VOLUNTEERS being sought for prostate cancer study in Oklahoma

Wednesday, July 25th 2001, 12:00 am
By: News On 6

OKLAHOMA CITY (AP) _ The nation's largest-ever prostate cancer study is looking for 250 volunteers in Oklahoma, physicians said Tuesday.

The 12-year clinical trial of 250 men will focus on selenium and vitamin E to see if they prevent a biochemical reaction that transforms normal prostate cells into cancerous ones.

``We want to determine if these innocuous chemicals should become a part of every man's daily health ritual,'' said Dr. James Hampton, study director and cancer specialist.

Nationwide, 32,400 men are needed for the study, which is being overseen by the National Cancer Institute.

``This is the first study designed to look directly at the effects of selenium and vitamin E, both separately and together, in preventing prostate cancer,'' Hampton said.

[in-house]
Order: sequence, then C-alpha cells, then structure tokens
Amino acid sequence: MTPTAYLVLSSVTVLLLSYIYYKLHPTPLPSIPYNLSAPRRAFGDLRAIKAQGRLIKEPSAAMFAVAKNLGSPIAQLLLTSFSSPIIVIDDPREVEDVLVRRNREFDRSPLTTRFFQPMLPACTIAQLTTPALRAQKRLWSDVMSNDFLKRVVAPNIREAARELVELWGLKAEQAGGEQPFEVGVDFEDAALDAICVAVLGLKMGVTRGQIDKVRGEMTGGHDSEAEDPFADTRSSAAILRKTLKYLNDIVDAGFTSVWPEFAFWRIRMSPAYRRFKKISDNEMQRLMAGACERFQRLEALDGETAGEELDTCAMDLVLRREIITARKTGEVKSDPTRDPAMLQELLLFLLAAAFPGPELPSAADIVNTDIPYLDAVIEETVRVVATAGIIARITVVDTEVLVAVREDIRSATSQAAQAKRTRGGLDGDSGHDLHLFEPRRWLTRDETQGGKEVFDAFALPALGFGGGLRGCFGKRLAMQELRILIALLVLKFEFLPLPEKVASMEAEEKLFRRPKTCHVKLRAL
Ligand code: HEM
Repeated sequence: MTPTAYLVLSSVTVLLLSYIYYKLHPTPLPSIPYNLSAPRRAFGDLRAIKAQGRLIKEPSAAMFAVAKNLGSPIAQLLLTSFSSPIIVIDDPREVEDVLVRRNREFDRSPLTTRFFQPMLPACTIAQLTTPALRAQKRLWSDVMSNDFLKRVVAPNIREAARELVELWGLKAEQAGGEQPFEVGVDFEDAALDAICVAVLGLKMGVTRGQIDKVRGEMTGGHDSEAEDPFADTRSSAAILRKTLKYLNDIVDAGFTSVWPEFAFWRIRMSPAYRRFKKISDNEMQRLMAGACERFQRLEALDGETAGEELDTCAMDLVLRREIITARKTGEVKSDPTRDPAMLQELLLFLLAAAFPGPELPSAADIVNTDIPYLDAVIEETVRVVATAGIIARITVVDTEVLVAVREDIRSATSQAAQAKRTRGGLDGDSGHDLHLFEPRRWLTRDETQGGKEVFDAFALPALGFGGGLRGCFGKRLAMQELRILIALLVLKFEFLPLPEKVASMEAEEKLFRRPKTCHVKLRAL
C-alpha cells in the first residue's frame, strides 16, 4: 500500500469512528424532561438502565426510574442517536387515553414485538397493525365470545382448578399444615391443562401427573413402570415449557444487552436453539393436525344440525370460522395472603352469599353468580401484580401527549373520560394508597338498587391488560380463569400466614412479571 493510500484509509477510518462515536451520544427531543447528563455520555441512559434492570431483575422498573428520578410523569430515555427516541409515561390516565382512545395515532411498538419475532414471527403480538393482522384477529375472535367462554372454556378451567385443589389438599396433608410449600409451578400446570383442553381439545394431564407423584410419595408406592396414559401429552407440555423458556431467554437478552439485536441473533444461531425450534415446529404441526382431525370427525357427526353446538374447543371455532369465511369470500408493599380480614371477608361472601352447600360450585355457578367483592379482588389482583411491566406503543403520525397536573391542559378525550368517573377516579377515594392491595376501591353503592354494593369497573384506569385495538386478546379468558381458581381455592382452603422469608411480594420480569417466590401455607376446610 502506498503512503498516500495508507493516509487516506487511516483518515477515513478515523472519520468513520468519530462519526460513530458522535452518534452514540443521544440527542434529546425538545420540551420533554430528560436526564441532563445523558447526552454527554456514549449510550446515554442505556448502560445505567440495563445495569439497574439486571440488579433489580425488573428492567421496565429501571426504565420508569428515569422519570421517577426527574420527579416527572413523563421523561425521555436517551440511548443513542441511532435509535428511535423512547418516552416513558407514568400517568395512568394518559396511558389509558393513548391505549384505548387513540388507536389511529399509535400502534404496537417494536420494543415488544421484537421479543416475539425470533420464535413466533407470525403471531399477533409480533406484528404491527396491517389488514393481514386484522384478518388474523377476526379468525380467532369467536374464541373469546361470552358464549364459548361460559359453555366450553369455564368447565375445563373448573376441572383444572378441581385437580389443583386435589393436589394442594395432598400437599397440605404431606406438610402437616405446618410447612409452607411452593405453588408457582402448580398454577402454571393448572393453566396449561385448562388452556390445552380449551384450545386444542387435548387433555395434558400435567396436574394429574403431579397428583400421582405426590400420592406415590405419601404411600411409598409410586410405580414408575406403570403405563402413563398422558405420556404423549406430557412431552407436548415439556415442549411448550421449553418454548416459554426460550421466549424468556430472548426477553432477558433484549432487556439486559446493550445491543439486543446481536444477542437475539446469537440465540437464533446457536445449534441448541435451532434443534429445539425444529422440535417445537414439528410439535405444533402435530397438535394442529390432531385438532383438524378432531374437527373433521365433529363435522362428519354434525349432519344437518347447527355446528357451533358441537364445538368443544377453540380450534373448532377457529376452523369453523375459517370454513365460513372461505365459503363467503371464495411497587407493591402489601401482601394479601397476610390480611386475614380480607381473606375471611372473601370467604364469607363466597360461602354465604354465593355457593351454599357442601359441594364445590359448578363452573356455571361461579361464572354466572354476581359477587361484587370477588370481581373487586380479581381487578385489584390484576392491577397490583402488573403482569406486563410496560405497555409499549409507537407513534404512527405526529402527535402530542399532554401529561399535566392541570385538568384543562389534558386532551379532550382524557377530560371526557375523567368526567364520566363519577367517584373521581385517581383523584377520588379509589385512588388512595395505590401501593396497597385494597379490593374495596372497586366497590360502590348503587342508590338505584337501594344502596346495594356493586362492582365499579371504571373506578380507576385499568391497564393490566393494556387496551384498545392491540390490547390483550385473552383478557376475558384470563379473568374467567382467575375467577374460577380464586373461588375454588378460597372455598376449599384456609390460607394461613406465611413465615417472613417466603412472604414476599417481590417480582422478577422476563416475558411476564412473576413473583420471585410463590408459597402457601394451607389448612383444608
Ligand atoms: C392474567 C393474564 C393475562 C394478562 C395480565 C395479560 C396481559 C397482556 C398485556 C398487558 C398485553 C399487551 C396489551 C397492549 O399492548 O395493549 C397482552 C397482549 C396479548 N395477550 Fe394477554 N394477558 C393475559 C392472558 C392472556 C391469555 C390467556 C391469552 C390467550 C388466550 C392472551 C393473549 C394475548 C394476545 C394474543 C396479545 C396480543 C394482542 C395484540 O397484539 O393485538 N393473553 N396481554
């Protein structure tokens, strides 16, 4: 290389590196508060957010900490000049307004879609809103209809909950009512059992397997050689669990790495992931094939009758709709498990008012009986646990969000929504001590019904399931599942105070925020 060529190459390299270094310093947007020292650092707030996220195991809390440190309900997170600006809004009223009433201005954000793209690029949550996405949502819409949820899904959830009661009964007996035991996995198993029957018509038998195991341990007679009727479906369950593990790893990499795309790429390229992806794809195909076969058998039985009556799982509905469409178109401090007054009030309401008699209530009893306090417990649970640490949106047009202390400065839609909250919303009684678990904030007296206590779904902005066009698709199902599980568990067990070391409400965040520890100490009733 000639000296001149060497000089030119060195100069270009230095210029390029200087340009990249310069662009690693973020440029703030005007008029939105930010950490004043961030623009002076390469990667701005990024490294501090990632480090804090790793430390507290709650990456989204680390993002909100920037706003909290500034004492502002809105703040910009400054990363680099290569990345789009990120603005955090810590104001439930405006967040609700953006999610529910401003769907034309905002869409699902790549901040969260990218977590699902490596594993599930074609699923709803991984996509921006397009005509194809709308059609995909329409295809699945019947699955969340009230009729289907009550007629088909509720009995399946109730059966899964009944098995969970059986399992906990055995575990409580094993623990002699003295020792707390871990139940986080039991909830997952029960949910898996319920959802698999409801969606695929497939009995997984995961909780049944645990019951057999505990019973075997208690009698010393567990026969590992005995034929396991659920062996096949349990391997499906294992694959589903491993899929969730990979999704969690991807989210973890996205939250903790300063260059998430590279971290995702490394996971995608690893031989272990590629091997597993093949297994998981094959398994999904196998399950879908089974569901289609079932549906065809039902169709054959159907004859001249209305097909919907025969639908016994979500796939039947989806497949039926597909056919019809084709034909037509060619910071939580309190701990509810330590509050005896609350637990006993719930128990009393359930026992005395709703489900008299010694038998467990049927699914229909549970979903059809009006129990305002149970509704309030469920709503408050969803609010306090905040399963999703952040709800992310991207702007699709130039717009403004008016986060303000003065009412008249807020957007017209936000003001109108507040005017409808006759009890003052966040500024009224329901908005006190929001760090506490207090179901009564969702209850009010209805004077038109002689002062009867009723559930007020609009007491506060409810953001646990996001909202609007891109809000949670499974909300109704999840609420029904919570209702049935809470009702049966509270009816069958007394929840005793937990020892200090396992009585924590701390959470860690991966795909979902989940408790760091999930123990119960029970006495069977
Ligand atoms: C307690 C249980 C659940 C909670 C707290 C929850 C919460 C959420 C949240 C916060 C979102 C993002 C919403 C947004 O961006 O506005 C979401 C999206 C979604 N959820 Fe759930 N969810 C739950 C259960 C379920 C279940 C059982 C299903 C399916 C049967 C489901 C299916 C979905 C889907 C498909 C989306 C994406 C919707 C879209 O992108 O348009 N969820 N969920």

``Previous research involving selenium and vitamin E suggested that these nutrients might prevent prostate cancer, but we don't know for sure. Hopefully, when the study is finished we will know whether these supplements can prevent prostate cancer.''

About 200,000 men nationwide will be diagnosed with prostate cancer this year, health officials said. Of those, more than 31,500 are expected to die from the disease.

In Oklahoma, 2,200 men will be diagnosed this year, and about 300 of those will die from it.

Healthy men, age 55 and older, are being sought. Those participating in the research must commit to physical check-ups four times a year during the first year and at regular intervals thereafter.

There is no upper age limit for participation.

Researchers would like black men to make up 20 percent of the volunteers because blacks are significantly more susceptible to prostate cancer, although medical practitioners don't know why. Black men can volunteer at age 50.

The double-blind study will have four separate groups; one receiving specific amounts of selenium, one given just vitamin E, one given both substances, and another given placebos.